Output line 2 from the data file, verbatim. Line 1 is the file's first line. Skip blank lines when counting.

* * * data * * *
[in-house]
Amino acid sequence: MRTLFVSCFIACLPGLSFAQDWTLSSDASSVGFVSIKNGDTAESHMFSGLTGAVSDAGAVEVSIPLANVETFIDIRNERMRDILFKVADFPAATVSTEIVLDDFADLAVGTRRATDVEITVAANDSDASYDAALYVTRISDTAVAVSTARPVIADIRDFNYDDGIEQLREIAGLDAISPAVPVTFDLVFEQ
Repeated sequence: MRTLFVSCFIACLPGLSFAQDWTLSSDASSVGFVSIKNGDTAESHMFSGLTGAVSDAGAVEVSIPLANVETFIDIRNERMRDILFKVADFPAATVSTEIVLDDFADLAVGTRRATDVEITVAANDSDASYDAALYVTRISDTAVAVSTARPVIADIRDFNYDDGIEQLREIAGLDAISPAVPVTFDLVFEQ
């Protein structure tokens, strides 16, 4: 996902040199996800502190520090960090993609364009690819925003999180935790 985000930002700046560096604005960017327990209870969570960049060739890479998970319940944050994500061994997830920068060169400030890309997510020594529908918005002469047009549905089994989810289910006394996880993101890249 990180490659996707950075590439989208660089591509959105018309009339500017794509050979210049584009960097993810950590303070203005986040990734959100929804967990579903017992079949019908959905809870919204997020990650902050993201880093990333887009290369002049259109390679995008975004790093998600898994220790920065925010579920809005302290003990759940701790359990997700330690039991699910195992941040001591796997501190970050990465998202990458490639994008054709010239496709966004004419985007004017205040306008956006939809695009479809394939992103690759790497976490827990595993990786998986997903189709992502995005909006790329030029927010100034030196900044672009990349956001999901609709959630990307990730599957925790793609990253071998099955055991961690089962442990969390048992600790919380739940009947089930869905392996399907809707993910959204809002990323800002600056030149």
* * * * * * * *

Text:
Amino acid sequence: MRTLFVSCFIACLPGLSFAQDWTLSSDASSVGFVSIKNGDTAESHMFSGLTGAVSDAGAVEVSIPLANVETFIDIRNERMRDILFKVADFPAATVSTEIVLDDFADLAVGTRRATDVEITVAANDSDASYDAALYVTRISDTAVAVSTARPVIADIRDFNYDDGIEQLREIAGLDAISPAVPVTFDLVFEQ